Formulating a Strategy
Regardless of where a client lies in the spectrum outlined above, as a web designer, it is important to formulate a strategy for the website design. A strategy allows the web designer to have a clear execution plan with regards to the web design project. It is undesirable to have a website that is complete in construction but does not serve the needs of the client. The job of the web designer is therefore to ensure that the needs and objectives of the client are realised in the final product that is the website. Some of the most important considerations for any website project are invariably related to marketing and promotional efforts.
I might even dare to say that more than 80% of a website’s success is not usually tied to how well it is designed or how beautiful it is but rather on how well and effectively it is marketed and promoted. It is of no significance to have the most amazing website built when no one gets to see it. After all, the purpose of a website is to be viewed, thereby conveying information in one form or other. Depending on the client’s budget and how they perceive their website, they might choose to promote it organically through email lists and social media or make use of paid advertising. Search engine optimization is also a very good if not consideration when promoting a website.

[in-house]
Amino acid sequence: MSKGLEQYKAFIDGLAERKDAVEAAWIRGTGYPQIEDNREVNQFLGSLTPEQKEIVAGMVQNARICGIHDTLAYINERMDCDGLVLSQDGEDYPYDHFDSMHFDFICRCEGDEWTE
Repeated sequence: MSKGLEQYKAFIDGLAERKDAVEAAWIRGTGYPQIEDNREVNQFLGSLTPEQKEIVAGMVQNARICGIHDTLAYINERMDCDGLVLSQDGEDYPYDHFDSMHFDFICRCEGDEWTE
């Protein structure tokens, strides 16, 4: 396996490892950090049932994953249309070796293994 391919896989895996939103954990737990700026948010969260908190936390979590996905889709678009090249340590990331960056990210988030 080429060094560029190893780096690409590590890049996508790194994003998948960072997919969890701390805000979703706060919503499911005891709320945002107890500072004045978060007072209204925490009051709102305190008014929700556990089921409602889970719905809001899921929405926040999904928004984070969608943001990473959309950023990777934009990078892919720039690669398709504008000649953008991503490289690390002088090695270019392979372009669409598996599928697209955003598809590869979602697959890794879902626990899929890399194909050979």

Irrespective of the marketing strategy chosen to promote a website, it is essential that a content creation strategy is put in place. The marketing strategies mentioned above are ineffective unless they are used in the face of a solid content creation strategy. Content is the lifeblood of any website. It is what drives traffic to the site so that people can access content material that they find captivating. This is a major aspect of running a successful website that is essential although not well appreciated by clients. Often clients do not give as much thought to it as they should.